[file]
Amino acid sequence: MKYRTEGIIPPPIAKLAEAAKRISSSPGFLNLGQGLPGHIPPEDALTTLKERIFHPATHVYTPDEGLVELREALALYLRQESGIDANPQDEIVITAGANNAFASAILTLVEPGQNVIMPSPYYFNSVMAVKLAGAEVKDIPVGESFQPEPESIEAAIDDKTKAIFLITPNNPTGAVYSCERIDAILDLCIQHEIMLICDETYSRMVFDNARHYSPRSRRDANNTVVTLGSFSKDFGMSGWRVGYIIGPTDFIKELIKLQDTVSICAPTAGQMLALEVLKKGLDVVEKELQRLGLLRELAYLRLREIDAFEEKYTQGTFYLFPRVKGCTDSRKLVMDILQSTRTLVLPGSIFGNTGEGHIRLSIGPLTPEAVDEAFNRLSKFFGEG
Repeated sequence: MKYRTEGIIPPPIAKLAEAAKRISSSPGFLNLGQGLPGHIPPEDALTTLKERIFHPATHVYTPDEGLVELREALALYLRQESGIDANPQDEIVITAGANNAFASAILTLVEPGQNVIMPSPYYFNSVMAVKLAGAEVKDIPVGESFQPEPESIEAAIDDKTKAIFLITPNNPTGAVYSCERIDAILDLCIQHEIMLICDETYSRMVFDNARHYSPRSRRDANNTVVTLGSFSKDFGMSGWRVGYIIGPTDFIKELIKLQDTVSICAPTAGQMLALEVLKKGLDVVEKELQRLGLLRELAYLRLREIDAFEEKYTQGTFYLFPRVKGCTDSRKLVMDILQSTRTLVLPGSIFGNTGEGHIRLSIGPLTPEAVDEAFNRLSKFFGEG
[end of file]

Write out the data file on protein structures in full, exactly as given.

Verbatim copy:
Amino acid sequence: MKYRTEGIIPPPIAKLAEAAKRISSSPGFLNLGQGLPGHIPPEDALTTLKERIFHPATHVYTPDEGLVELREALALYLRQESGIDANPQDEIVITAGANNAFASAILTLVEPGQNVIMPSPYYFNSVMAVKLAGAEVKDIPVGESFQPEPESIEAAIDDKTKAIFLITPNNPTGAVYSCERIDAILDLCIQHEIMLICDETYSRMVFDNARHYSPRSRRDANNTVVTLGSFSKDFGMSGWRVGYIIGPTDFIKELIKLQDTVSICAPTAGQMLALEVLKKGLDVVEKELQRLGLLRELAYLRLREIDAFEEKYTQGTFYLFPRVKGCTDSRKLVMDILQSTRTLVLPGSIFGNTGEGHIRLSIGPLTPEAVDEAFNRLSKFFGEG
Repeated sequence: MKYRTEGIIPPPIAKLAEAAKRISSSPGFLNLGQGLPGHIPPEDALTTLKERIFHPATHVYTPDEGLVELREALALYLRQESGIDANPQDEIVITAGANNAFASAILTLVEPGQNVIMPSPYYFNSVMAVKLAGAEVKDIPVGESFQPEPESIEAAIDDKTKAIFLITPNNPTGAVYSCERIDAILDLCIQHEIMLICDETYSRMVFDNARHYSPRSRRDANNTVVTLGSFSKDFGMSGWRVGYIIGPTDFIKELIKLQDTVSICAPTAGQMLALEVLKKGLDVVEKELQRLGLLRELAYLRLREIDAFEEKYTQGTFYLFPRVKGCTDSRKLVMDILQSTRTLVLPGSIFGNTGEGHIRLSIGPLTPEAVDEAFNRLSKFFGEG